LST-780 was laid down on 28 May 1944 at Pittsburgh, Pa., by the Dravo Corp.; launched on 10 July 1944; sponsored by Miss Anna May Ries; and commissioned on 7 August 1944, Lit. Theodore B. Clark in command.

During World War II, LST-780 was assigned to the Asiatic-Pacific theater and participated in the assault and occupation of Okinawa Gunto in March and April 1945.

Following the war, she performed occupation duty in the Far East until mid-September 1945. She returned to the United States and was decommissioned on 13 June 1946 and struck from the Navy list on 31 July that same year. On 27 October 1947, the ship was sold to the Moore Drydock Co., Oakland, Calif., for scrapping.



LST-780 earned one battle star for World War II service.

I hope this helps. Old Sea Dog

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Subject: Looking for information/photos of LST-870.


Author:
Matt VanderHulst
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Date Posted: 11/26/09 12:27:13

Hello everyone. My grandfather served on LST-870 and for Christmas this year, we were hoping to get a photo of his ship for him and frame it. Unforunately we are having difficulty obtaining such a photo. If you or anyone you know could assist in this matter it would be greatly appreciated. Thank you. My email is stryker_4_life@yahoo.com

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Subject: Re: LST 6 and LST 870


Author:
Matt VanderHulst
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Date Posted: 11/26/09 12:23:14

Dan-

I understand this is an extremly old thread but I'm hoping you might see it anyways. My grandfather served on LST-870 and for Christmas this year, we were hoping to get a photo of his ship for him and frame it. Unforunately we are having difficulty obtaining such a photo. If you or anyone you know could assist in this matter it would be greatly appreciated. Thank you. My email is stryker_4_life@yahoo.com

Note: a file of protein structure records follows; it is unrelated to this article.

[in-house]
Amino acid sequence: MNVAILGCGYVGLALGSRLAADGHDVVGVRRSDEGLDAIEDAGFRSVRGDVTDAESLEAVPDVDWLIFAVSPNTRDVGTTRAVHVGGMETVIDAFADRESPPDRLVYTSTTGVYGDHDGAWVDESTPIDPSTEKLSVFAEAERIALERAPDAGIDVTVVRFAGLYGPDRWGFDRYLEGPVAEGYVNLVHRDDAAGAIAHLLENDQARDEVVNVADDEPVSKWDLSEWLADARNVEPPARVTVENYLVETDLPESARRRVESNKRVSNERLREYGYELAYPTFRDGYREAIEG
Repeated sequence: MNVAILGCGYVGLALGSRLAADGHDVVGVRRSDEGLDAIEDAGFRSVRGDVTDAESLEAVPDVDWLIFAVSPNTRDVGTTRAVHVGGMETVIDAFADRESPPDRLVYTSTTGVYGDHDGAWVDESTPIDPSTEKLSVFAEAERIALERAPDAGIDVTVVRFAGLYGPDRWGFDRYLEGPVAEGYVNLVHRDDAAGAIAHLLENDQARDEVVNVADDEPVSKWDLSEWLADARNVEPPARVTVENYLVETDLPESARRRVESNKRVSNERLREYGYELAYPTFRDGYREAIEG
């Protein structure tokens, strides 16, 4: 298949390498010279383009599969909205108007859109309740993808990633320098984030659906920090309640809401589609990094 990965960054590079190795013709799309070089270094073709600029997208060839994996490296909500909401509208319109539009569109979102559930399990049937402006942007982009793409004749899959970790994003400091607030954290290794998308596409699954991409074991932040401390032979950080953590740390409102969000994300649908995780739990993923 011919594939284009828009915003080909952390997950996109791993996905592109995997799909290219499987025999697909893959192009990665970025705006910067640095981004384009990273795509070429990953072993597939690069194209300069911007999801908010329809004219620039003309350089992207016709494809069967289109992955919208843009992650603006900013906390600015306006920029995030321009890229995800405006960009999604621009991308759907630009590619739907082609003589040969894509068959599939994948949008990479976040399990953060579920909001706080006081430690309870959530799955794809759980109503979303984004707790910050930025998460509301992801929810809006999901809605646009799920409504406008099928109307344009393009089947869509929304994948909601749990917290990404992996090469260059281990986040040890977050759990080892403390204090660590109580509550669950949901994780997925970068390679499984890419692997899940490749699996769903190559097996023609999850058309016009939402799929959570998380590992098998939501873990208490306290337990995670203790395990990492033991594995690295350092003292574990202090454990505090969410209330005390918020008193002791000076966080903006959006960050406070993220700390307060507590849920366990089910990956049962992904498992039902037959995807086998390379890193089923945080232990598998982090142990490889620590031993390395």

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Subject: Linked in many ways...


Author:
SeaBat
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Date Posted: 11/23/09 13:38:38

Photobucket
Petty Officers Andrew Boyles (Prescott AZ) and Phillip Evans (Charlotte NC) hold photo of LST-325 at Normandy June 12, 1944
USS New York New York City November 9, 2009


Photobucket
Petty Officers Phillip Evans (Charlotte NC) and Andrew Boyles (Prescott AZ) hold "Gator Navy" DVD
USS New York New York City November 9, 2009

Many thanks to Susan Bednarczyk for sharing the photos with us!

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Subject: For Jesse


Author:
Old Sea Dog
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Date Posted: 11/20/09 09:52:30

LST-482 LST-482 was laid down on 14 September 1942 at Richmond, Calif., by Kaiser, Inc.; launched on 17 December 1942; and commissioned on 20 March 1943, Lt. R. L. Eddy, USNR, in command.
During World War II, LST-482 was assigned to the Asiatic-Pacific theater and participated in the following operations:
Gilbert Islands operation—November and December 1943 Occupation of Kwajalein and Majuro Atolls—
January and February 1944 Hollandia operation—
April 1944 Capture and occupation of Guam—
July 1944 Leyte landings—
October 1944 Lingayen Gulf landing—